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At the age of nine I knew that I wanted to become a photographer. Here is why.
I wasn't a very healthy kid, bronchitis and asthma troubled me, so I was sent out to summer camp in the country to gain a little strength. My father gave me a Kodak box camera. It was 1958.

Looking down at the lens on the box, I was fascinated by the image in it; I took pictures of my friends (and the nurse...). That fascination never went away and in that same summer it got company from an angle that I didn't know before. On one occasion a man passed by, saw me with my camera and proposed to make a picture of me. 'I'll tilt the camera a bit, so that on the picture it will look like you're on a slope', he said. And so he did; I still have that picture.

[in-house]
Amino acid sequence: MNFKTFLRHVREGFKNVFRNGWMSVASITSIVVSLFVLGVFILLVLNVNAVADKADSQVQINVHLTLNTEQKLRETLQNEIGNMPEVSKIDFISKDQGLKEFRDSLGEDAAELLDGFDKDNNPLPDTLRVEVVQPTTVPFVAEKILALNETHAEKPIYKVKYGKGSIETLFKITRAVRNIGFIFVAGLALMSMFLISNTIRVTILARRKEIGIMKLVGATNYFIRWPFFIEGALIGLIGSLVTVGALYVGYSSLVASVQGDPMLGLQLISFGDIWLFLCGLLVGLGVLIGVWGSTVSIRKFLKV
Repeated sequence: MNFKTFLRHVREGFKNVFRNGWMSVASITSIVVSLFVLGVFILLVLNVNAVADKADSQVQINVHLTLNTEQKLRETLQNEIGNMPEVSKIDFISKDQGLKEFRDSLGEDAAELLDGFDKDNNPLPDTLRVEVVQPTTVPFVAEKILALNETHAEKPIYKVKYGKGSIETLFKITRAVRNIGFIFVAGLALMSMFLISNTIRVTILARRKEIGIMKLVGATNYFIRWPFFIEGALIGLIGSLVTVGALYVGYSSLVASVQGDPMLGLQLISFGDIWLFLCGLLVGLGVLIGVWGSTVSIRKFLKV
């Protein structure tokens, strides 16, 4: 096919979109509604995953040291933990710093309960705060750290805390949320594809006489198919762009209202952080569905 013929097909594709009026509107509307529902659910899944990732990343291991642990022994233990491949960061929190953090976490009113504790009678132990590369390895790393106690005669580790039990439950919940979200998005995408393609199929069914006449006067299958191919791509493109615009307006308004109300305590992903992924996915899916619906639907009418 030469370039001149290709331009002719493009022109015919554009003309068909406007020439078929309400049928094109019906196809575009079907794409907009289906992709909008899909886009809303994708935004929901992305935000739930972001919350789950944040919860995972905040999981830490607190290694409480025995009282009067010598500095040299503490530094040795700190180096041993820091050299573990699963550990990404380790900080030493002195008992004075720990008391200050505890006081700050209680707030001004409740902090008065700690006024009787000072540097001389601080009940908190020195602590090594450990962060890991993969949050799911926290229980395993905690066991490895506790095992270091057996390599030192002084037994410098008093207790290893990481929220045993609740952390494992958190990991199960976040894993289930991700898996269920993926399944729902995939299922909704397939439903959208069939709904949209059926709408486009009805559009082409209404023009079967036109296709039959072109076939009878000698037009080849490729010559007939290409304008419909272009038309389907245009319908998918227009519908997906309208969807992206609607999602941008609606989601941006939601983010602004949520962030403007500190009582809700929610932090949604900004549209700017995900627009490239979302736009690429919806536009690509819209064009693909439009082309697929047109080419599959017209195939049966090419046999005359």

It was the first time I encountered the phenomenon that a picture not only shows what's in front of the lens, but a lot more. It's not always the image itself that is the attraction, but the part that doesn't show on the picture, that's where things really get exciting. It takes place in the head of the viewer. And you can put it there.